“The Case of the Cursed Dodo: A Jungle Noir” by Jake G. Panda

We FADE IN on a panda typing a book review behind a computer screen. CUE the sound of click-clacking from the keyboard. CUT TO a shot of the book “The Case of the Cursed Dodo” nearby on the desk.

“The Case of the Cursed Dodo” is the first in the “Endangered Files” series. It’s unique in that it’s written in a style similar to a noir movie script. The movie script format will make this book an easy sell to readers! You can almost hear the voice over as you read, and the story plays out like a movie in your head. Young readers will love the humor, including an elephant who rides a bike and a fortune-telling wild yak.wpid-imag0846_1_1.jpg


Detective Jake G. Panda works out of a busy hotel called the Last Resort. Much like the other hotel guests, he has quite the knack for finding trouble. Or does trouble find him? In fact, Jake begins telling his tale from captivity. He’s being held in a small pen somewhere in the Moroccan forest. Yes, Jake gets into more than one sticky situation in this story, but that’s in the job description of a detective.

In this case, Jake first needs to come to the aid of the Professor, a hispid hare who lives and works out of the Last Resort, but is traveling in Morocco. As Jake is talking on the phone with the Professor, the line suddenly goes dead, and Jake is convinced something has happened. Without hesitation, Jake immediately hops a plane and makes the long trip to the last known whereabouts of the Professor. Though Jake is able to successfully track down his old friend, he’s not able to return home without getting mixed up in another mess.

The detective and his associate carry home a battered suitcase that was found in the desert. It’s secrets remain hidden because of the lock on the outside. It would seem that its contents are valuable, because Jake’s not the only one interested in what’s inside. More than one group of ne’er-do-wells tries to obtain the suitcase through unsavory schemes.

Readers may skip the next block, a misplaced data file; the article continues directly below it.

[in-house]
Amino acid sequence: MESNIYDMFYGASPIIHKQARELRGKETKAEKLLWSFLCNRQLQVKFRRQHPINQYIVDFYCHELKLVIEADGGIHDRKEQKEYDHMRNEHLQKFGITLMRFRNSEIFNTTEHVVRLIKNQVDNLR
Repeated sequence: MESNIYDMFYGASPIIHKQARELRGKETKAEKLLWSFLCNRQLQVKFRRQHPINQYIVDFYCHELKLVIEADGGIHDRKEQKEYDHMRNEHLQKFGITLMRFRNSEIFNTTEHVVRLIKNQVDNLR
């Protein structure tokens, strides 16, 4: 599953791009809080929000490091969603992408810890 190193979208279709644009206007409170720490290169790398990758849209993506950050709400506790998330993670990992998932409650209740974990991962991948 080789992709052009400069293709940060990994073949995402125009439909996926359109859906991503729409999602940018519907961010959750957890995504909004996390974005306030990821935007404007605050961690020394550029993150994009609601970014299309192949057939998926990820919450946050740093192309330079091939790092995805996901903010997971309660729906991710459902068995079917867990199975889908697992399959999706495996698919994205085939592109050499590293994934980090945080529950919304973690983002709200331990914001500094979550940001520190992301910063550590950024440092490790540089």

The suitcase actually belongs to The Colonel, a dodo who was thought to have faded into extinction long ago. The suitcase holds an object that could fetch a lot of money to criminals, but, to The Colonel, it’s worth more than any amount of money in the world. Jake goes up against some pretty tough adversaries, including a gang of rats, a sticky-fingered salamander, and a crafty crocodile, just to name a few.

Jake uses his detective know-how and a few crazy plays that may not have been in the detective handbook, but in the end, Jake solves the case of the cursed dodo, and even helps The Colonel unlock a surprise that he’s been waiting decades for. But this isn’t the last we’ll see of Jake G. Panda. In the closing scene, we’re able to get a sneak peek of his next misadventure.

Final Thoughts

“This is not your garden-variety book. It’s actually a long-lost movie. And the story’s written in a rare film format called ENDANGER ‘D’ SCOPE. That means it might read a little different than what you’re used to. Don’t be alarmed. Think of yourself as a brave explorer, venturing into an uncharted type of fiction. Something I’m calling Jungle Noir. Now grab yourself a bucket of popcorn and kick back. The show’s about to begin…”

The author’s note helps readers get the feel for the adventure they’re about to have with “The Case of the Cursed Dodo”. I’m really fascinated with the way the book is written as if it were a movie. While I think this will appeal to young readers, I hope they’ll have the background knowledge needed to understand this format. I think with a short explanation of terms like “fade to”, “dissolve”, and “noir”, readers will be able to slip into the world of Jake G. Panda without issue. Even having the first chapter read aloud would be helpful. This will be a fun and exciting undertaking for readers in third and fourth grades, for sure!

At times, I found myself getting mixed-up between some of the critter characters. There are some fascinating animals mentioned in the story, and most of them have names. Because of this, I ended up losing track of who was who, but it was easy to keep track of the main characters. This may not be a problem for young readers, as they probably spend a lot of time talking about their book with other readers, teachers, and parents. Maybe that’ll teach me not to binge-read!

One of my favorite things about his writing is that Jake includes the names of some really interesting critters! Readers will want to do some investigating, like Jake, about these animals to learn more about them. Before this book, I had no idea what a tehuantepec jackrabbit was, or that a hispid hare is one of the world’s rarest animals! There are so many opportunities for exploration that will stem from reading about Jake and his investigations!

Title: “The Case of the Cursed Dodo

Author: Jake G. Panda (Connect with him on Twitter: @JakeGPandaPI)

Pages: 173

Publisher: Woolly Family Studios

Publish Date: December 15, 2014

You might also enjoy: “Varjak Paw” by SF Said

My recommended age range: 3rd-5th

My ratingScreen Shot 2015-01-25 at 7.22.10 PM


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